Voter Data Request Is Illegal, Not Just Controversial

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The Trump Administration’s information request violates a longstanding federal law.

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Recently, the newly created Presidential Advisory Commission on Election Integrity sent a letter to all fifty states asking them to submit extensive information about registered voters. The letter has created an uproar among state officials, and many have announced their intention to refuse the request. President Donald Trump has tweeted his disapproval of these state refusals.

Overlooked in the controversy has been the rather obvious conclusion that, because the Commission on Election Integrity appears to have ignored the requirements of the Paperwork Reduction Act (PRA), its request is simply illegal.

The PRA was passed in 1980 with bipartisan support and signed by President Jimmy Carter. A central purpose of the law was to ensure that, before collecting information from the American public, federal agencies solicited public comment and received approval from the Office of Information and Regulatory Affairs (OIRA). In the 37 years since the passage of the PRA, tens of thousands of government information collections have gone through this process.

Yet the Commission’s request letter did not include any indication that it had been submitted for review through the PRA process. The PRA requires not only that OIRA review requests for information, but also that agencies include on any such request an approval number and an estimate of the time it will take for a respondent to provide the information requested.

The PRA and its implementing regulations do include exceptions to its public comment and OIRA approval requirements, but the request for voter data does not seem to meet any of those exceptions. To wit, the Commission is a federal agency under the definition in the PRA’s implementing regulations. It has clearly requested information, specifically:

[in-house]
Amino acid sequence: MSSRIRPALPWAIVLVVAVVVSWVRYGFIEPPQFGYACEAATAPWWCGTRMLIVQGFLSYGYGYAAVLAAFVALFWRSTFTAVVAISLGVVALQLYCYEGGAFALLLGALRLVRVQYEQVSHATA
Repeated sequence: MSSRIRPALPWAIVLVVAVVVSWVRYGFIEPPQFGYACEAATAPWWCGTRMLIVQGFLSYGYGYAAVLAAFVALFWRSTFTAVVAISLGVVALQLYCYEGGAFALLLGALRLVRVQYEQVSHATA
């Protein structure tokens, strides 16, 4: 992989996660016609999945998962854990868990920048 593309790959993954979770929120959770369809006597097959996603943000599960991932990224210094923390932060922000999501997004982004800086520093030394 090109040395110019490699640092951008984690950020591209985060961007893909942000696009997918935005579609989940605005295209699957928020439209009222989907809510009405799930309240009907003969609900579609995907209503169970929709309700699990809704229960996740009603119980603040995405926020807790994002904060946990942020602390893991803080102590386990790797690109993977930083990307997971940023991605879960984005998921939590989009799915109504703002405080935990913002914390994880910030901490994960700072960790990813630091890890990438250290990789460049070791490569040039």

the full first and last names of all registrants, middle names or initials if available, addresses, dates of birth, political party (if recorded in your state), last four digits of social security number if available, voter history (elections voted in) from 2006 onward, active/inactive status, cancelled status, information regarding any felony convictions, information regarding voter registration in another state, information regarding military status, and overseas citizen information.

And the same information was presumably requested of ten or more entities—fifty in this case.

Under the PRA, the Commission must calculate the burden on state officials of complying with the information request. The Commission must also explain how it will protect and eventually dispose of the information. Perhaps most importantly, given the uproar the letter has generated, the Commission must also explain why the government needs the information and how it will be used.

Agencies across the government have regularly bemoaned the PRA and how it makes their jobs harder. Indeed, there are cases where agencies must wait months to collect information that everyone agrees is useful and on which no member of the public will ever submit comments. But in cases where the government is imposing a significant burden on the public, or collecting sensitive data, the PRA is an important safeguard against government overreach.

The Commission’s letter calls for exactly the type of information collection with which the PRA was enacted to deal. In such a sensitive policy area involving the sanctity of voting privacy and the legitimacy of elections, public comment is particularly important. Further, OIRA review focuses specifically on how the government will use the information and whether that use justifies the burden on the American public. These questions go to the heart of the issues surrounding the Commission’s request.

For these reasons, the Commission should immediately withdraw its request for voter data. If it decides it still wants to proceed to ask states for these data, it should start over and follow the requirements of the PRA. Only then will a transparent and thoughtful review of this highly controversial collection of information take place, as contemplated under federal law.

Stuart Shapiro

Stuart Shapiro is a professor and the director of the Program in Public Policy at the Edward J. Bloustein School of Planning and Public Policy at Rutgers University.

The photograph of a Los Angeles County voting center has been altered for size and is used with permission under a Creative Commons license owned by Stephen Velasco.